Maybe I’m weird, but it just feels good. It feels good to reclaim my turf. It feels good to have a spot to think out loud in public where people aren’t spitting and shitting all over the place.
Sharing an experience without asking you to install software is something only the web can do.
047: The Web is Neither Good or Bad…nor is it Neutral. It’s an Amplifier with Jeremy Keith – User Defenders podcast : Inspiring Interviews with UX Superheroes.
This podcast interview I did went on for quite and while and meanders all over the place, but it sure was a lot of fun. I’ve huffduffed it, and so can you. Hope you like it.
In trying to decide on his indie web approach, Dries gives an excellent breakdown of the concepts of PESOS (Publish Elsewhere, Syndicate to Own Site) and POSSE (Publish to Own Site, Syndicate Elsewhere).
The past, present and future of RSS.
If I had to choose my Twitter account over my RSS setup I wouldn’t hesitate for a second — I’d throw Twitter right into the ocean.
Paul weighs up the pros and cons of using silos (like Twitter and Facebook) and using the Indie Web. This bit made me want to stand on my desk and cry, “Oh captain, my captain!”:
“The market has proven that consumers want freely available social networks that are easy to use, and used by everyone else. Only centralised services can provide this, not familiarity with a command line and a succession of acronyms and protocols”, says my not entirely fictional naysayer.
I’m not sure this argument follows. While the human desire to connect and communicate easily with each other has been proven many times over, it’s becoming clear that all-encompassing centralised networks are not the solution. That way lies algorithmically-skewed streams of consciousness, layered upon sordid business models and Californian ideology. Fuck that.
The web is agreement, but that doesn’t mean we agree to use the same websites.
If you are one of those old or young bloggers, please join in. Drop Facebook, drop Twitter and drop Medium for original thought. Own your traffic. You can use them to engage in discussion. But don’t get lost in there. Write daily. Publish as often as you have something to say. Link to other blogs.
I write to understand and remember. Sometimes that will be interesting to others, often it won’t be.
But it’s going to happen. Here, on my own site.
A plug-in that lets multiple people collaborate on the same document in Atom. Could be useful for hackdays and workshops.
Congratulations on a decade of publishing on your own site—you’re a blogging wizard, Harry!
Having this website changed and shaped my career. If you don’t have a blog, I urge you, start working on one this weekend. Your own blog, with your own content, at your own domain. It might just change your life.
I spoke my brains on the Venturi’s Voice podcast. It’s a random walk through topics like sharing, writing, publishing, and bizzzzznis.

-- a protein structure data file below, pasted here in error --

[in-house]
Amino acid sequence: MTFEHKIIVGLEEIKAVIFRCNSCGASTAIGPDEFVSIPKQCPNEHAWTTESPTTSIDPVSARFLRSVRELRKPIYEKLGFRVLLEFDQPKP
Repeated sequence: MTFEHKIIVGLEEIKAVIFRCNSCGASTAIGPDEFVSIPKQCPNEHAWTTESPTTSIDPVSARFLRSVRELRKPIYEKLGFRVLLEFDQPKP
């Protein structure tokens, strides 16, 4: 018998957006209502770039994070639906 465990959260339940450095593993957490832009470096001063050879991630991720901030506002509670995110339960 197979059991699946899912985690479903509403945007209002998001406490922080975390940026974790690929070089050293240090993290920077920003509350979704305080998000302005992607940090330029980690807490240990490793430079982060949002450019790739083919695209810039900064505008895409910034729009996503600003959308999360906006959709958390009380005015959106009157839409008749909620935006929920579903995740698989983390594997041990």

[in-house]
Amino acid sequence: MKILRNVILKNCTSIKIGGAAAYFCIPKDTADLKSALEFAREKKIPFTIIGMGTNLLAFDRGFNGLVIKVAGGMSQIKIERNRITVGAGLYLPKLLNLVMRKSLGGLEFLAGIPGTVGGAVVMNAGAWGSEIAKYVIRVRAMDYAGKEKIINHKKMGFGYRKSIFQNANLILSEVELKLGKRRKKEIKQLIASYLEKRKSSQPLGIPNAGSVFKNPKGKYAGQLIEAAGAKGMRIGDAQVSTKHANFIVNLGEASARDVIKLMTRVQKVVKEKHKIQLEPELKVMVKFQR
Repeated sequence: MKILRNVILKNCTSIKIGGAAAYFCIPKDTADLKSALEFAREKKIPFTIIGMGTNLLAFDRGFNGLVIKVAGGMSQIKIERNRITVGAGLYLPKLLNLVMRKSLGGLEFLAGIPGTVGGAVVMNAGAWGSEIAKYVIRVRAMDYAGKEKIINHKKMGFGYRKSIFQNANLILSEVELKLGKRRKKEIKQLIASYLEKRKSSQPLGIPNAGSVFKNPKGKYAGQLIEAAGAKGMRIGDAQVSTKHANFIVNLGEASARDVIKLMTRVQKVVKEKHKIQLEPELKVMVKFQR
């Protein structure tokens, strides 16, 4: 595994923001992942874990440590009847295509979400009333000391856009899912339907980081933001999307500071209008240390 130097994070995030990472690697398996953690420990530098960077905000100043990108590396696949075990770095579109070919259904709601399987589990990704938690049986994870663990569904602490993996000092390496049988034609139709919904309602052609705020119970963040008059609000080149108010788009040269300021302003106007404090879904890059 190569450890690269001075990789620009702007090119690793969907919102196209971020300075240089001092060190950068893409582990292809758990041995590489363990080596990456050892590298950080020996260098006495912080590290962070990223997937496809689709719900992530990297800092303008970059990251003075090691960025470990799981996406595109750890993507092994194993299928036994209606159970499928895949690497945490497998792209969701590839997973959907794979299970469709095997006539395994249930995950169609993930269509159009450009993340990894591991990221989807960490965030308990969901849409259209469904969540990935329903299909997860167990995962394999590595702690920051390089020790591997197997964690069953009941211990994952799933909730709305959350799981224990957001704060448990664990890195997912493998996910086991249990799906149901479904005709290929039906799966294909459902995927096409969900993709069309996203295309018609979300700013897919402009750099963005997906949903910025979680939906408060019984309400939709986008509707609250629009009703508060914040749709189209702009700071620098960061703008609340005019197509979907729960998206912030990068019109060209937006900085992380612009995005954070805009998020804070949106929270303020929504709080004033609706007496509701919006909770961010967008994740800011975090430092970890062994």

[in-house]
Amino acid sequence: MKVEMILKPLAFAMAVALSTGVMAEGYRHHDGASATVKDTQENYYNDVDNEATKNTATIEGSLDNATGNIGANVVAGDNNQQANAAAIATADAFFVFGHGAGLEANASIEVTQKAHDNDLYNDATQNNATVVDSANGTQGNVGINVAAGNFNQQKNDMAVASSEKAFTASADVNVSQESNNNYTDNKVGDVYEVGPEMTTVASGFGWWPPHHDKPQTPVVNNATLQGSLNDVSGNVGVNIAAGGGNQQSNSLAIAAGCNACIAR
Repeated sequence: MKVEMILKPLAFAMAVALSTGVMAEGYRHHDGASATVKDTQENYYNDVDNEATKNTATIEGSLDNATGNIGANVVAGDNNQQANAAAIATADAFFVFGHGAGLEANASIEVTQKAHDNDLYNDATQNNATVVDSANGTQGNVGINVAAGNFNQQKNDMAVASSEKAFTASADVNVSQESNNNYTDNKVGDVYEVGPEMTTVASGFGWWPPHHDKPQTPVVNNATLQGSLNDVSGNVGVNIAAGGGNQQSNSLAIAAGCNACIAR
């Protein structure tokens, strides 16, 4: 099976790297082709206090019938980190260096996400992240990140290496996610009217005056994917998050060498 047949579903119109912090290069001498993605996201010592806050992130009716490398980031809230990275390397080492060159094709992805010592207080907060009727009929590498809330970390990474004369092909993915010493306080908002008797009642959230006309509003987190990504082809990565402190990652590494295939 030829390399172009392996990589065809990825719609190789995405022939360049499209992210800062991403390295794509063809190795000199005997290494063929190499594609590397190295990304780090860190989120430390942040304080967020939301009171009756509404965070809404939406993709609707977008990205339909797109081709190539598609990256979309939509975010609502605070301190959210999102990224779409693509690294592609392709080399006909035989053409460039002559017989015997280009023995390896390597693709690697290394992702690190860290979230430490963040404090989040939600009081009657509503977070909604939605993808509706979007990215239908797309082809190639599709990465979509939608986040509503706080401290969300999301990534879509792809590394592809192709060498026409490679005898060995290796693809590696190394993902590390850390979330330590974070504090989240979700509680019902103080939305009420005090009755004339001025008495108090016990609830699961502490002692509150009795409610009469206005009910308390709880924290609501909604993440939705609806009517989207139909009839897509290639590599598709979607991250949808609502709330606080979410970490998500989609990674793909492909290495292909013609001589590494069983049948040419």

Paul Ford marks two decades of publishing on his own site.
Some days I want to erase this whole thing—much of the writing is sloppy and immature, and I was, too. But why bother to hit the red button? The path of the Internet has seen fit to do that for me.
Malte Ubl on Twitter: “🙏🏿 to @sebabenz for testing that this isn’t an AMP special case. Safari now defaults to sharing the canonical URL 👏🏾
If Safari is updating its “share” functionality to look for canonical URLs, then that should work not just for AMP pages, but also Medium posts that include a canonical URL (like the ones created by posting to the Medium API, which is what I’m doing).
A collection of interface patterns for granting or denying permissions.
The largest complaint by far is that the URLs for AMP links differ from the canonical URLs for the same content, making sharing difficult. The current URLs are a mess.
This is something that the Google gang are aware of, and they say they’re working on a fix. But this post points out some other misgivings with AMP, like its governance policy:
This keeps the AMP HTML specification squarely in the hands of Google, who will be able to take it in any direction that they see fit without input from the community at large. This guise of openness is perhaps even worse than the Apple News Format, which at the very least does not pretend to be an open standard.
Whereas before content used to be spread out on numerous domains in numerous ways, content now mostly makes its home on the three domains that are most hostile to thoughtful human discussion: Twitter, Medium, and Facebook.
So what? you may ask..
Think about how many times you’ve tweeted. Or written or commented on a Facebook post. Or started a Medium draft. These are all our words, locked in proprietary platforms that controls not only how our message is displayed, but how we write it, and even more worrying, how we think about it.
I think it’s worth revisiting this post by Laurie on a regular basis for a shot of perspective and inspiration.
The web saved my life and then built me a new one. A single living entity, it touches everything in the world and is always getting better — and I can help. I owe it so much; if I can help it out, make it better in any small way, how can I possibly refuse? And if I can make it easier for other people to help make it better, then my efforts are multiplied.
This is an interesting API that just landed in the newest version of Chrome behind a token—it gives you programmatic access to the OS’s share functionality via a (secure) website.
Paul finishes this rundown with the interesting bit:
Future work will also level the playing field for web apps, by allowing them to register to be a “share receiver”, enabling web-to-app sharing, app-to-web sharing and web-to-web sharing.
Maybe I’ll get to see a native “huffduff this” option in my lifetime.